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Virginia v. EPA

ELR Citation: 27 ELR 20718
Nos. No. 95-1163, 108 F.3d 1397/(D.C. Cir., 03/11/1997)

The court invalidates a U.S. Environmental Protection Agency (EPA) rule that required states in the northeastern ozone transport commission (OTC) to adopt California's vehicle-emissions program. The court first holds that EPA improperly conditioned approval of a state's revised state implementation plan (SIP) on the state's adoption of the California program. Although EPA purported to offer states an alternative to the California program, that substitute program imposed far more stringent requirements. Thus, as a practical matter, EPA required all northeastern states to adopt the California standard. The court next holds that Clean Air Act (CAA) §110 does not allow EPA to condition approval of a SIP on the state's adoption of a particular control measure. The 1990 CAA Amendments did not alter the division of responsibilities between EPA and the states in the §110 process. Each state determines an emission reduction program for its nonattainment areas, subject to EPA approval, within the statutory deadlines.

The court then holds that EPA's rule is invalid, because §177, read together with §202, forbids EPA from conditioning its approval of a SIP on the state's adoption of the California program to limit motor-vehicle emissions. CAA § 202(b)(3)(C) prohibits EPA from adopting a rule that modifies statutory numerical emission standards for any model year before the model year 2004. The standards preempt the laws of every state except California. To the extent that EPA's final rule requiring states in the northeastern OTC to adopt California's vehicle-emissions program can be viewed as setting emissions standards for new motor vehicles in the northeastern states stricter than those contained in § 202, the rule is inconsistent with the statute. Although §177 provides states the option of adopting the California program, it does not grant authority for EPA to impose the program on states that oppose it. Section 177 gives states the discretion to pass laws containing California's emission standards and EPA's rule takes this choice from the states. The court also holds that EPA had no basis for determining that each of the SIPs of northeastern OTC member states was substantially inadequate to comply with §110 requirements.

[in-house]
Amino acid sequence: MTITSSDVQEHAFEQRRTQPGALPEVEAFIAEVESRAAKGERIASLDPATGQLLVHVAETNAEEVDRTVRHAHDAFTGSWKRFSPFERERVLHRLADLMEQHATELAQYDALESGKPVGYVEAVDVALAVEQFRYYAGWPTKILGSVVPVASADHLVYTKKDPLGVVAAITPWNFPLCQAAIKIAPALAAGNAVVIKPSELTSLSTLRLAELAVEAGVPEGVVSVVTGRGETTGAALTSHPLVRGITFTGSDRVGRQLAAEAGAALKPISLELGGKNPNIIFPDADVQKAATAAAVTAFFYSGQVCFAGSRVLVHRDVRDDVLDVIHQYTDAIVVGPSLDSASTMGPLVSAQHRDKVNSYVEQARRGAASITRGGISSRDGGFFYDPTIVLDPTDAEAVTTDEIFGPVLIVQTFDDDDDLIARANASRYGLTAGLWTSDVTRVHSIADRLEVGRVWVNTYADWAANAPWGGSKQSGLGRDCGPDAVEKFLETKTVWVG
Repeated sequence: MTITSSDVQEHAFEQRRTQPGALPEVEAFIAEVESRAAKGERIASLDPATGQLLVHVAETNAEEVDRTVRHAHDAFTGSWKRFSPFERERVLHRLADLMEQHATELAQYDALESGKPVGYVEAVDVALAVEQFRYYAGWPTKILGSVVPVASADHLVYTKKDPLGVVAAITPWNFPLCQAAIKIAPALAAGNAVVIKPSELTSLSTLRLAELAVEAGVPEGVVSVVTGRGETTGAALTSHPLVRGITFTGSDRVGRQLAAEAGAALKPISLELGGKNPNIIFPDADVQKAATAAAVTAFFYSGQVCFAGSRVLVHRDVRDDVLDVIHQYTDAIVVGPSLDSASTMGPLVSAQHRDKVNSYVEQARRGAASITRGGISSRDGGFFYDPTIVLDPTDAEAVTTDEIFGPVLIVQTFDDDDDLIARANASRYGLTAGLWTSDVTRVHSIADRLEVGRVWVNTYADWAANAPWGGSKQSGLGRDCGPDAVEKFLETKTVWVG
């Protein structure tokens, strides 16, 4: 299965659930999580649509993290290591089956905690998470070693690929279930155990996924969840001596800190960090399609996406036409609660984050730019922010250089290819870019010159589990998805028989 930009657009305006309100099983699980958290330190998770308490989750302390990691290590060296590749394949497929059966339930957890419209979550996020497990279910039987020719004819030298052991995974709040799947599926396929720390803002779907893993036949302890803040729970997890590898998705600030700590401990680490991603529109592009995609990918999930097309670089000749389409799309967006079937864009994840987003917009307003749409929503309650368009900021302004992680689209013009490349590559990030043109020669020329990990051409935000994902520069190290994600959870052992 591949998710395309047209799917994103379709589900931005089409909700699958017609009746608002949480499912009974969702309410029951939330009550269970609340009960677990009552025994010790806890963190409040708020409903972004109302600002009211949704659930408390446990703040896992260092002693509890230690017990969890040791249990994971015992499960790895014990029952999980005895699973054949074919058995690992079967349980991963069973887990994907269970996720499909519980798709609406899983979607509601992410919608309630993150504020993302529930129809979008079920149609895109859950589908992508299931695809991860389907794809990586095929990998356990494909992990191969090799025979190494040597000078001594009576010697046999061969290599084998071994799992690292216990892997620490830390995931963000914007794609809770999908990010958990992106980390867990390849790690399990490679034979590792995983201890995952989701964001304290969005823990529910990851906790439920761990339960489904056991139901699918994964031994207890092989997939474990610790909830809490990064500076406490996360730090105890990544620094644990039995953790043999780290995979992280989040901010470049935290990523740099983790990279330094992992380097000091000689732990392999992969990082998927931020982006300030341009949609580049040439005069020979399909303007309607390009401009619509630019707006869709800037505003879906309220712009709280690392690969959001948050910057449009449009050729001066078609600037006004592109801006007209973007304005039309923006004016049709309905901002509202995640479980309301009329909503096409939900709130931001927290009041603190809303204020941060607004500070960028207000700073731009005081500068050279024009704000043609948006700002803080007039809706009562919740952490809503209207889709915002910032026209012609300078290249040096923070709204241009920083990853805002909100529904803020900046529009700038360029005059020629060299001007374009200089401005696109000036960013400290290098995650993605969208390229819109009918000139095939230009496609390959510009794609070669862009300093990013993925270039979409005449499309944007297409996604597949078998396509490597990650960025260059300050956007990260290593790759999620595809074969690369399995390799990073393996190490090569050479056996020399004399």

Counsel for Petitioners
John P. Woodley Jr., Deputy Attorney General
Attorney General's Office
900 E. Main St., Richmond VA 23219
(804) 786-2071

Counsel for Respondent
Ronald M. Spritzer
Environment and Natural Resources Division
U.S. Department of Justice, Washington DC 20530
(202) 514-2000

Before: WILLIAMS, RANDOLPH, and ROGERS, Circuit Judges.